Here’s one point in favor of Apple when it comes to the iPhone versus Android debate: It turns out that Facebook has been mining the call and text data of its Droid users for years.
In the wake of the Cambridge Analytica data leak, several users downloaded their profile information from Facebook, looking to see what the social network had access to.
Many Android users were alarmed to find out that their call and text history had been logged, as Arts Technica first pointed out over the weekend.
Downloaded my facebook data as a ZIP file
Somehow it has my entire call history with my partner's mum pic.twitter.com/CIRUguf4vD
— Dylan McKay (@dylanmckaynz) March 21, 2018
Beyond the contact called — the time, date and length of calls were all registered.
Facebook responded on Sunday with its own blog post, insisting users had to “opt-in” on Messenger or the Facebook Lite app to allow Facebook to pull data. The social network said this information is used to offer better friend recommendations on the site. Facebook added that it never sells this data, and “this feature does not collect the content of your text messages or calls.”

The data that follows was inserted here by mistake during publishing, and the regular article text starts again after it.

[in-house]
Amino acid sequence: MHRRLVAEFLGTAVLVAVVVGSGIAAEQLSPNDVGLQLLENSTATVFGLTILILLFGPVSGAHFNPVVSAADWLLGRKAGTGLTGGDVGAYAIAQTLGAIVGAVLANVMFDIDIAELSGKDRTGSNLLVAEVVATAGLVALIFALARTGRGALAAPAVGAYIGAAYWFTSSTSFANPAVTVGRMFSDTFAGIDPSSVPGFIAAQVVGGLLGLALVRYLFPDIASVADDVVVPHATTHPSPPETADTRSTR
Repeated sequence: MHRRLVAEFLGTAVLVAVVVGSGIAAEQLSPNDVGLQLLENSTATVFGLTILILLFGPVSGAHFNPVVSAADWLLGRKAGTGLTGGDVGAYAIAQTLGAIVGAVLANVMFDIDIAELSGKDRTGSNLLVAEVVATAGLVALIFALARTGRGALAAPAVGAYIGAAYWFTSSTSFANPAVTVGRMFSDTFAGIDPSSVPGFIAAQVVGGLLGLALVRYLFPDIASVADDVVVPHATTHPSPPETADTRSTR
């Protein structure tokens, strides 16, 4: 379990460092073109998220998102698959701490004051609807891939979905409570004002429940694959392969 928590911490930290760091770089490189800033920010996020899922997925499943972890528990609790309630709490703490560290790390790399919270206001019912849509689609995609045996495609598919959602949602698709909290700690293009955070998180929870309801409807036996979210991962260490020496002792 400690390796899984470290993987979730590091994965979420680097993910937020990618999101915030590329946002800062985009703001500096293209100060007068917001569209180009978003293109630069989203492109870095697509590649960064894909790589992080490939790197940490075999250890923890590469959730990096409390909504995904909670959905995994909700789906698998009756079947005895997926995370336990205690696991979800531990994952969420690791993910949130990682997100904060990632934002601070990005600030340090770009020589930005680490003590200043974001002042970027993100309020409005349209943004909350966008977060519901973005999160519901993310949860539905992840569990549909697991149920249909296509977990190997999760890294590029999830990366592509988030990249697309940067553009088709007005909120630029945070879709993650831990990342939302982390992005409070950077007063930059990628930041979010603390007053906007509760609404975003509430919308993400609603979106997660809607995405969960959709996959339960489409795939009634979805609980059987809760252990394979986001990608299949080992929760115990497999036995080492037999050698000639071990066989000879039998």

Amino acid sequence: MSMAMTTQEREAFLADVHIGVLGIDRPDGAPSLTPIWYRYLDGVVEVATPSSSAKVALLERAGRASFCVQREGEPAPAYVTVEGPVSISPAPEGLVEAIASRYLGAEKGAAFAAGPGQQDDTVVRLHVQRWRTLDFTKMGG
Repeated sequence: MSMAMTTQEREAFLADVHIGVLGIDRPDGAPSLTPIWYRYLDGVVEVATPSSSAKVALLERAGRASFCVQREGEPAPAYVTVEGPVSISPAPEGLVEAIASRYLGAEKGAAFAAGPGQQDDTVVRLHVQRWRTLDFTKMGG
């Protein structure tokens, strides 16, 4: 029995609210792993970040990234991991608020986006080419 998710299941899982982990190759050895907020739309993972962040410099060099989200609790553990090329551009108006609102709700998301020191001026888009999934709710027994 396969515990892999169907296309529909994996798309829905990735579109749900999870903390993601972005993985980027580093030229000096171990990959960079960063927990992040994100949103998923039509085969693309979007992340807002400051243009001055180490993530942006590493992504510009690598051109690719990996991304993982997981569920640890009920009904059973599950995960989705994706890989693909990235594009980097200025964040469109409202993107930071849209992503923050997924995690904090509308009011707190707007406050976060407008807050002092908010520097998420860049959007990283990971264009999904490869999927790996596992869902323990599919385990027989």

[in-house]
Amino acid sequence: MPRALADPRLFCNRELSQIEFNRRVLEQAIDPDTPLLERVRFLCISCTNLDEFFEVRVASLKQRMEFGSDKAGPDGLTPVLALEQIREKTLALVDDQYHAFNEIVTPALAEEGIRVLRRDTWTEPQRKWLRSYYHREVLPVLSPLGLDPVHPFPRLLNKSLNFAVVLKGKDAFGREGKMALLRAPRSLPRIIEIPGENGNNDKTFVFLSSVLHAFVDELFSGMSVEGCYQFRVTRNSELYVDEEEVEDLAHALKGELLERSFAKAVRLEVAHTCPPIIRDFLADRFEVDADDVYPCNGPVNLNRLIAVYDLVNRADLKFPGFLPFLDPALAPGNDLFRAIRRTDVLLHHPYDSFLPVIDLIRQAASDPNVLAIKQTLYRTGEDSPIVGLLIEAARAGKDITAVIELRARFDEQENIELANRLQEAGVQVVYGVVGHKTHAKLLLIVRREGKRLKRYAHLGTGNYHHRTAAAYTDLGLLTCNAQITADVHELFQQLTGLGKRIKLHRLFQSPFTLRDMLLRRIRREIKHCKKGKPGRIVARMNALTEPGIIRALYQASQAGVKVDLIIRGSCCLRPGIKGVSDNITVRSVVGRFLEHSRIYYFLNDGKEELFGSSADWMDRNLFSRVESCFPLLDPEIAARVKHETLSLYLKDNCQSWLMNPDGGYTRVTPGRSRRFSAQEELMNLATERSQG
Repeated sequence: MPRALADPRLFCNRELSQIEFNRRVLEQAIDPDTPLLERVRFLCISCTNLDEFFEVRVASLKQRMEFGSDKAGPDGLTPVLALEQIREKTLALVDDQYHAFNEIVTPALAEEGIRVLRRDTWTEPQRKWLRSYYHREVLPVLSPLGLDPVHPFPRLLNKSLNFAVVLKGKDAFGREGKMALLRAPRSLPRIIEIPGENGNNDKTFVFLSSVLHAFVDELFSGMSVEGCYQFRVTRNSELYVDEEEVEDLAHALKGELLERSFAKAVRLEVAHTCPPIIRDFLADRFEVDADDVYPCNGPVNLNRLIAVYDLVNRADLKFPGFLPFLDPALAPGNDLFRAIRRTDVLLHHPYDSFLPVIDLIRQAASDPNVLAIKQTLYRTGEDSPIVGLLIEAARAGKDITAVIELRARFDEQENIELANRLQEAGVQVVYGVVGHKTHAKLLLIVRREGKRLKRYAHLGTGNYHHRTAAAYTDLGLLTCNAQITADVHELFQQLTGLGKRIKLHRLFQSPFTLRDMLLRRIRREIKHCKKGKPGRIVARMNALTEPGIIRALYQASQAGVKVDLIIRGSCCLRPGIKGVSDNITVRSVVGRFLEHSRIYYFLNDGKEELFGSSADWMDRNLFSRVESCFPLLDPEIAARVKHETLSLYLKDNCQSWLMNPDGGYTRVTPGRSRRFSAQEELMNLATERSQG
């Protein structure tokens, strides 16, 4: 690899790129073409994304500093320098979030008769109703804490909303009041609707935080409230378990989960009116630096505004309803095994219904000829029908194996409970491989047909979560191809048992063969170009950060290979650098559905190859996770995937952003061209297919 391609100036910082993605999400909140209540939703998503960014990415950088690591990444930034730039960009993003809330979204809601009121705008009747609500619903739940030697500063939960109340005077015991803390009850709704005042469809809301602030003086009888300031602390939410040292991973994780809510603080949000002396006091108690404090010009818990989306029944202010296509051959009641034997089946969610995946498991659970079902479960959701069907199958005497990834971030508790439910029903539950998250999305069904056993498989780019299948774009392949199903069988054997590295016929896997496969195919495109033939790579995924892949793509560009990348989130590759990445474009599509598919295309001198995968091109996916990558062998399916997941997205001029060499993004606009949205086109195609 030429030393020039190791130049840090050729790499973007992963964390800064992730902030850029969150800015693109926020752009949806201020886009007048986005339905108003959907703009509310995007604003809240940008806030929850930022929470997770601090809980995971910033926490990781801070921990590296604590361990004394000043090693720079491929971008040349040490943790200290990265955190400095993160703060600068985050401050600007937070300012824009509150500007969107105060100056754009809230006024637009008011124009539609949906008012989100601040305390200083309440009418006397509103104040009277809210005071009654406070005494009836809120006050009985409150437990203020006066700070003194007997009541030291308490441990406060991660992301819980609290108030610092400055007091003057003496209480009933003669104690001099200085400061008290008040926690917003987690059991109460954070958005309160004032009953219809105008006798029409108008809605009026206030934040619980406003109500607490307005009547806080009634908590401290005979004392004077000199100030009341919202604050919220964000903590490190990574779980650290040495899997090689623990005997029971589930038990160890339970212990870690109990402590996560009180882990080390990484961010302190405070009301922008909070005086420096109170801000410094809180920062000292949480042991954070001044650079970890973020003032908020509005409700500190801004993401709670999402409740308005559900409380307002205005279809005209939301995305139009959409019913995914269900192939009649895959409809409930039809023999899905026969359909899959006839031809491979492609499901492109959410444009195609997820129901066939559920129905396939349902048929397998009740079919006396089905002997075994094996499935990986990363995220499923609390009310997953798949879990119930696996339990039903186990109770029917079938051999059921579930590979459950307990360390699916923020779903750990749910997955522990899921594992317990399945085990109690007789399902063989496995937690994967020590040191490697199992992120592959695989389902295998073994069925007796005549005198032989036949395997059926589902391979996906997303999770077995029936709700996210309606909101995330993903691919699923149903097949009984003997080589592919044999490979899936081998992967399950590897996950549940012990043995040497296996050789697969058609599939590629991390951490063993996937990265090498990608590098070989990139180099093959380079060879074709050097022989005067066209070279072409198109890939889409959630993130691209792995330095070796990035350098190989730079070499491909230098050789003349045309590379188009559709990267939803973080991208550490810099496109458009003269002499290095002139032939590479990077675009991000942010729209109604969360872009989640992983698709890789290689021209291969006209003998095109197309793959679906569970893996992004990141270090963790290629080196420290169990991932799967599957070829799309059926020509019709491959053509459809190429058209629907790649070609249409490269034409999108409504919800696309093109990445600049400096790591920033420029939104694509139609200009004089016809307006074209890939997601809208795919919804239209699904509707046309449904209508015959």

In short: Facebook sees who you’re talking to, but not what you’re saying.
“Opt-in,” however, might be a bit of a euphemism. For years, the default setting on Android was for users to give their permission for Facebook to log their call and text history. Users zooming through the login process wouldn’t have known this data was being collected by Facebook. It wasn’t until 2016 when Facebook made its notification more stark, asking users if they agreed to share their data. And even if users had opted out on Messenger, a loophole in Android’s settings still allowed Facebook to grab user call and text history until late 2017, Arts Technica noted.
For what it’s worth, I downloaded my Facebook information to see what else they’re storing. I’ve had my Facebook profile up for nearly a decade — with a few deactivations mixed in — some of which included me using an Android phone. My profile didn’t include a call or text history — although I don’t remember opting out of their tracking, either. Beyond phone calls, Facebook let’s you see all your pictures, messages, and yes, even pokes (I’ve been poked six times). For a moment, I was caught going down memory lane, checking out pictures and messages sent while I was an undergrad.
The most illuminating part of my downloaded file, though, was seeing the advertisers with my contact info. Some of them, like Airbnb and ASAP Ferg, made perfect sense. Others, like the House of Blues in Chicago, a city I’ve never been to, were more puzzling. You can also view a history of ads you’ve clicked on. It was interesting to see the mountain of info Facebook had stored on yours truly, but ultimately unsurprising for a behemoth built on targeted advertisements.
If you’d like to download your data as well, click here for a quick explainer.